Since the August 7 tweet by CEO Elon Musk, who said he was considering to take Tesla (NASDAQ: TSLA) private, the discussion around the company has concentrated on one big question: will Tesla be able to find the financing needed to go private for $ 420 per share?
But there is another important question that was asked before the tweet of Musk changed the subject: how close is Tesla for lack of money?
We got an answer – sort of – when Tesla reported his earnings for the second quarter on 1 August. While Tesla's loss exceeded Wall Street's expectations, investors were particularly impressed by the headlines of the electric car manufacturer, including the cash burn: the net cash of Tesla's outflow was only $ 130 million in the quarter.
Has Tesla really changed the cash flow-tide? Not quite. Let's take a closer look at that.
The result in the second quarter of Tesla looked good – in the beginning
Tesla said it had $ 2.24 billion in cash at the end of the second quarter. That was less than $ 2.67 billion at the end of the first quarter, but it was not nearly the same as some (including your modest idiot) expected.
Tesla even said that the net cash outflow from operating activities in the second quarter was only $ 130 million, a big improvement over the net cash outflow of $ 398 million reported in the first quarter of 2018. That seems a movement in the right direction, and Musk expects more progress in that direction as the year progresses.
"We are confident that it is cash-flow positive and GAAP profitable in Q3 and Q4," said Musk during the company's earnings call.
But how could Tesla spend just $ 130 million in cash on operational activities, including things like production? Or to formulate it more broadly, how did it still have $ 2.2 billion in cash at the end of the second quarter?
A deeper dive shows that there are still problems
It seems that the answer consists of a number of parts. Firstly, Tesla seems to be delaying the payment of some bills. Second, Tesla drew heavily on its asset-backed credit line during the quarter.
About those accounts: Tesla had no less than $ 3.03 billion in creditors at the end of the second quarter. That was 16.4% – $ 427 million – from the end of the first quarter. In addition, it had another $ 1.8 billion of accrued liabilities (think of these as creditors that have not yet been invoiced).
That is $ 4.85 billion in invoices that should or should not have been paid by 30 June. That is from about $ 4.1 billion at the start of 2018, which is a sign that Tesla may have slowed the rate at which it pays bills.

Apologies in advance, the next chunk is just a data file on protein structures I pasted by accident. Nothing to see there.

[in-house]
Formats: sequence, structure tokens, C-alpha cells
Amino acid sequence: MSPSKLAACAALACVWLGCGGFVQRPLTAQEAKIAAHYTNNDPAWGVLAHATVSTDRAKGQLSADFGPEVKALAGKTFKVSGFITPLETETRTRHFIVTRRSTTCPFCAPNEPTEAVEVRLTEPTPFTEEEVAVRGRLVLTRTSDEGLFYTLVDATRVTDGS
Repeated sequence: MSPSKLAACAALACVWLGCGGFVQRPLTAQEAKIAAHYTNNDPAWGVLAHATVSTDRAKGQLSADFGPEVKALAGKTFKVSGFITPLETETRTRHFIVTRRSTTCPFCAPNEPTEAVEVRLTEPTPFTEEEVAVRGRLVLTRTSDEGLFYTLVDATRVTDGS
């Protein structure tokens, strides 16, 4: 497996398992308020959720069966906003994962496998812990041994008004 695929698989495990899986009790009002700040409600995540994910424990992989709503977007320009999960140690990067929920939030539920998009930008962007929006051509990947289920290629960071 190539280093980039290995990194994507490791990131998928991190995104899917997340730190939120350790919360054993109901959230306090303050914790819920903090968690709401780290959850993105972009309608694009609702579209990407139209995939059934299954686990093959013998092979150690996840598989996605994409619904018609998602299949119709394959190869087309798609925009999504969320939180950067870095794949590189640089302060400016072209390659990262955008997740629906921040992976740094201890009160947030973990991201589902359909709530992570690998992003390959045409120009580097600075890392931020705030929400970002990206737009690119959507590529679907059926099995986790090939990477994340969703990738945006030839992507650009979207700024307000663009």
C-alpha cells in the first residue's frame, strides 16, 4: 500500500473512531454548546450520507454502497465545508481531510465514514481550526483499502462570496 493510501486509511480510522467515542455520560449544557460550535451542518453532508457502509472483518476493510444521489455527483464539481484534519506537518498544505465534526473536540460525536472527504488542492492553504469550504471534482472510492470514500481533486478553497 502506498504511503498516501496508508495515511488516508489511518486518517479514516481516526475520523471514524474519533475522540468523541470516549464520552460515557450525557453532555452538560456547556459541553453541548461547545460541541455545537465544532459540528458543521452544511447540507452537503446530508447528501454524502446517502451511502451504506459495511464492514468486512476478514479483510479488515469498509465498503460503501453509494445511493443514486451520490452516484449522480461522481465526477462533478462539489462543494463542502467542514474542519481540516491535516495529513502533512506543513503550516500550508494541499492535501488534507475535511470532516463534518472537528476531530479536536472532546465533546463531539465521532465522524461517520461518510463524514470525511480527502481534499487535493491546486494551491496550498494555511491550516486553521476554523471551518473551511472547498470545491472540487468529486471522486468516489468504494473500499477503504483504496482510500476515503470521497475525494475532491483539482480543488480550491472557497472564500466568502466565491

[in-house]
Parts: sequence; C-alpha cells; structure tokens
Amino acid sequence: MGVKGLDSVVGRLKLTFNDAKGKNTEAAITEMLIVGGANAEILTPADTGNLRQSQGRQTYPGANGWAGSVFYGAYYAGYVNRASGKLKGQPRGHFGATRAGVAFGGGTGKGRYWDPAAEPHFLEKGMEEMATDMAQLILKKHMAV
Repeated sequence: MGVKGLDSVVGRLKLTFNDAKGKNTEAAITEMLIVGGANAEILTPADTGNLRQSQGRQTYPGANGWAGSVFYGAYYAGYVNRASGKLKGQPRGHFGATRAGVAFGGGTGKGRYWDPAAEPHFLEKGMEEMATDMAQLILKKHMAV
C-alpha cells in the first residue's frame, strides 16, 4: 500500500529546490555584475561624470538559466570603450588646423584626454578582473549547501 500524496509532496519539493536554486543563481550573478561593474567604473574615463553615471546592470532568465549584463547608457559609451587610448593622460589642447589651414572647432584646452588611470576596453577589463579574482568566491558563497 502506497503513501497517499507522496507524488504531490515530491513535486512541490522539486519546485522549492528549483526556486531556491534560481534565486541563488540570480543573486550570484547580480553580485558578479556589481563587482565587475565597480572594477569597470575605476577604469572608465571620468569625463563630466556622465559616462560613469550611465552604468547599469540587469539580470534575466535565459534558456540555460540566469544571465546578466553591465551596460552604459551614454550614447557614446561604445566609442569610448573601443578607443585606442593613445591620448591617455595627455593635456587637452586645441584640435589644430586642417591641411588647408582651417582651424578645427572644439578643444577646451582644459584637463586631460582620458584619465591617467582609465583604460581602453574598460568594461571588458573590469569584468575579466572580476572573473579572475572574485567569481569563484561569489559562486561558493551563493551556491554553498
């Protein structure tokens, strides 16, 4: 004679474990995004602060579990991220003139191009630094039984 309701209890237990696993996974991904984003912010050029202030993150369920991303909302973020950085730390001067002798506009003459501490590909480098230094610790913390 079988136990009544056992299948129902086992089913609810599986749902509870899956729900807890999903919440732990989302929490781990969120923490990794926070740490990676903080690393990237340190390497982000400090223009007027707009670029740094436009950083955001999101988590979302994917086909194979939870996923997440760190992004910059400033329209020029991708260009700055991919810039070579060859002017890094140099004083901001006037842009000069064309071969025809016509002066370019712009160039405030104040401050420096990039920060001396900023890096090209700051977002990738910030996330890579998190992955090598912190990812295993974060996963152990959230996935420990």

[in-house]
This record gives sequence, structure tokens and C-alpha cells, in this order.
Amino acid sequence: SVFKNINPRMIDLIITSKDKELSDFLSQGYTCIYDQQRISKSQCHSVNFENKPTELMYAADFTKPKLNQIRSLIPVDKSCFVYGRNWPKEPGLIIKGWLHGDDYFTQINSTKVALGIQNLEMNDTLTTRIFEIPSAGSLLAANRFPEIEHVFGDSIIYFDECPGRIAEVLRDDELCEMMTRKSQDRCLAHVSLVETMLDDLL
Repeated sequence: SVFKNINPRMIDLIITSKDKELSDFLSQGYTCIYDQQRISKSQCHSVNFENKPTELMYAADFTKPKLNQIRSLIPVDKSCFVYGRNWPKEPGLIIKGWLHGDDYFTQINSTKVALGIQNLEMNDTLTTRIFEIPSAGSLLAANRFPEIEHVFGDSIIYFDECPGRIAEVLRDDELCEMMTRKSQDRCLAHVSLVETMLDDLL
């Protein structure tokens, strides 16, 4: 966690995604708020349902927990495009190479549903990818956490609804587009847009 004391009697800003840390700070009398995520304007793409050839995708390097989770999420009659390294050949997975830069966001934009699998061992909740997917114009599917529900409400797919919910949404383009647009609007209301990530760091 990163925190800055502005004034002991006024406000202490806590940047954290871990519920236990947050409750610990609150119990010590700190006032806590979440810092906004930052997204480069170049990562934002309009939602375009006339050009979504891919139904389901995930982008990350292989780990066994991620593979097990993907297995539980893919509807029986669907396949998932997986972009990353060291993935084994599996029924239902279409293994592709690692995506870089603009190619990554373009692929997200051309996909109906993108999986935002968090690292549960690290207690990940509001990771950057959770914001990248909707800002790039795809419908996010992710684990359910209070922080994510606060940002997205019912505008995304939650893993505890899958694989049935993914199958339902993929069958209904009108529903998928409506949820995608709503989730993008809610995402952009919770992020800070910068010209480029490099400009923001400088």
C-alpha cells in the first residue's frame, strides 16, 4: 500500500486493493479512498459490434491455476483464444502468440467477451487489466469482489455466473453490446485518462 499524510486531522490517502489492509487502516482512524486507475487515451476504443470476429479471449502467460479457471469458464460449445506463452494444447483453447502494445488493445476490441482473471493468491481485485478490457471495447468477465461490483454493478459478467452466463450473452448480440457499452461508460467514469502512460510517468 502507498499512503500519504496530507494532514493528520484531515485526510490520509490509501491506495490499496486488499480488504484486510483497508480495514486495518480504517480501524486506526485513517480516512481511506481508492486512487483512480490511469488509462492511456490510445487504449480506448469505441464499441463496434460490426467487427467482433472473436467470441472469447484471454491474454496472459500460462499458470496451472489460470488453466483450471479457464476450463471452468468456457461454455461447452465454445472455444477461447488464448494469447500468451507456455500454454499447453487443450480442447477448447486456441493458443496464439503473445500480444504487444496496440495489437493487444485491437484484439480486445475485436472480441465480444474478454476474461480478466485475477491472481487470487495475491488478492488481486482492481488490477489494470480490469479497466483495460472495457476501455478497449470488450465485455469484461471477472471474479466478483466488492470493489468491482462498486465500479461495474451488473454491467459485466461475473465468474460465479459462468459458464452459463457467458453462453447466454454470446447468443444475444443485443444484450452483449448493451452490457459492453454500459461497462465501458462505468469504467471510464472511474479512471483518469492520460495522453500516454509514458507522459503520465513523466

There is more. Tesla has an asset-backed credit line that totals just over $ 1.8 billion. From the end of the second quarter, it had used just under $ 1.6 billion, compared to $ 1.28 billion at the end of the first quarter. Translation: Tesla drew approximately $ 312 million of its credit line in the second quarter and it had only about $ 231 million left on its line from 30 June.
Between the payment delay and the credit line, Tesla avoided burning approximately $ 740 million in cash in the second quarter.
Tesla said this week that things are going better
The cash balance of Tesla has fallen further since the end of the second quarter. The Wall Street Journal reported Monday that Tesla's money on August 12 had dropped to $ 1.69 billion because it had made a $ 500 million payment on its credit limit in July.
I suspect that the payment was made to appease the lenders, like Tesla's officials diary that the company plans to re-develop that $ 500 million later in the third quarter.
Tesla also said that it expects its deliveries to increase in the second half of the third quarter. Between the cash flow of those deliveries and the revised $ 500 million, Tesla expects to end the third quarter with a cash balance higher than the $ 2.24 billion it had at the end of the second quarter, according to the diary.
The result: soon Tesla will need a lot more money
Tesla knows that it is money. The company has recently taken significant steps to maximize the remainder of its cash, including 9% of its workforce in June. According to reports, it is asking suppliers in July to repay part of the payments since 2016.
That crunch is a good chance to become much stronger soon. Tesla has two major convertible debt issues ahead: an issue of $ 920 million in February next year, and a $ 1.38 billion issued early 2021. Both will convert to equities if the share price of Tesla exceeds $ 360 and stays there for a while, but unless Musk's ambition to take Tesla private is $ 420 per share, seems unlikely – at least for that first payment in February next year.
From now on, it seems that Tesla has not taken any steps to raise money through an offer of shares or bonds. It is possible – perhaps even likely – that Tesla is trying to build a cash infusion in his go-private deal. But until (and unless) a go-private deal takes place, Tesla's money remains a major concern for investors.